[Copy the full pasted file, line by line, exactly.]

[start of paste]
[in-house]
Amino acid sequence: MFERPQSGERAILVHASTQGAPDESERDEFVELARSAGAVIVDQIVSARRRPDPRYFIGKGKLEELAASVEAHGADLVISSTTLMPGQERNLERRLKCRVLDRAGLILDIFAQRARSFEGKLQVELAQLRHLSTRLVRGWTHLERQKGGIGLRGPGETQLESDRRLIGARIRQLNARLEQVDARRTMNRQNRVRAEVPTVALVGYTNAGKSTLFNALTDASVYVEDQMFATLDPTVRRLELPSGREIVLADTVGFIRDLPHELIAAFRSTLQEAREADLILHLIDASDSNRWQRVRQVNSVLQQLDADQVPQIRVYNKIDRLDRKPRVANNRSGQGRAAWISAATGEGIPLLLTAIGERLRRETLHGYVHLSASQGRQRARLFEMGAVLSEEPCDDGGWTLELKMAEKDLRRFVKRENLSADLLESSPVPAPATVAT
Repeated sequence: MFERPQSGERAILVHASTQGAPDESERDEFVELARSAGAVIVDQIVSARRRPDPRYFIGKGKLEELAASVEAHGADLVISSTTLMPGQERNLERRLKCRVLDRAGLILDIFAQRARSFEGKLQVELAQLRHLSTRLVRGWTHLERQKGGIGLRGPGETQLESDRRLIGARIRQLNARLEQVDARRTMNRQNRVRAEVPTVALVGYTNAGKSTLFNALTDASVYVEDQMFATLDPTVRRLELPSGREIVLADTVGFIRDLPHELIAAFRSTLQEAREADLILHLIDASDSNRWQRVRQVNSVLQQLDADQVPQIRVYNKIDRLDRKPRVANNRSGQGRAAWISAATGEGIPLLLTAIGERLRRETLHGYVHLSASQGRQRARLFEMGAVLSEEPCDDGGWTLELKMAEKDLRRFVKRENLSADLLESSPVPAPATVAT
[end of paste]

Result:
[in-house]
Amino acid sequence: MFERPQSGERAILVHASTQGAPDESERDEFVELARSAGAVIVDQIVSARRRPDPRYFIGKGKLEELAASVEAHGADLVISSTTLMPGQERNLERRLKCRVLDRAGLILDIFAQRARSFEGKLQVELAQLRHLSTRLVRGWTHLERQKGGIGLRGPGETQLESDRRLIGARIRQLNARLEQVDARRTMNRQNRVRAEVPTVALVGYTNAGKSTLFNALTDASVYVEDQMFATLDPTVRRLELPSGREIVLADTVGFIRDLPHELIAAFRSTLQEAREADLILHLIDASDSNRWQRVRQVNSVLQQLDADQVPQIRVYNKIDRLDRKPRVANNRSGQGRAAWISAATGEGIPLLLTAIGERLRRETLHGYVHLSASQGRQRARLFEMGAVLSEEPCDDGGWTLELKMAEKDLRRFVKRENLSADLLESSPVPAPATVAT
Repeated sequence: MFERPQSGERAILVHASTQGAPDESERDEFVELARSAGAVIVDQIVSARRRPDPRYFIGKGKLEELAASVEAHGADLVISSTTLMPGQERNLERRLKCRVLDRAGLILDIFAQRARSFEGKLQVELAQLRHLSTRLVRGWTHLERQKGGIGLRGPGETQLESDRRLIGARIRQLNARLEQVDARRTMNRQNRVRAEVPTVALVGYTNAGKSTLFNALTDASVYVEDQMFATLDPTVRRLELPSGREIVLADTVGFIRDLPHELIAAFRSTLQEAREADLILHLIDASDSNRWQRVRQVNSVLQQLDADQVPQIRVYNKIDRLDRKPRVANNRSGQGRAAWISAATGEGIPLLLTAIGERLRRETLHGYVHLSASQGRQRARLFEMGAVLSEEPCDDGGWTLELKMAEKDLRRFVKRENLSADLLESSPVPAPATVAT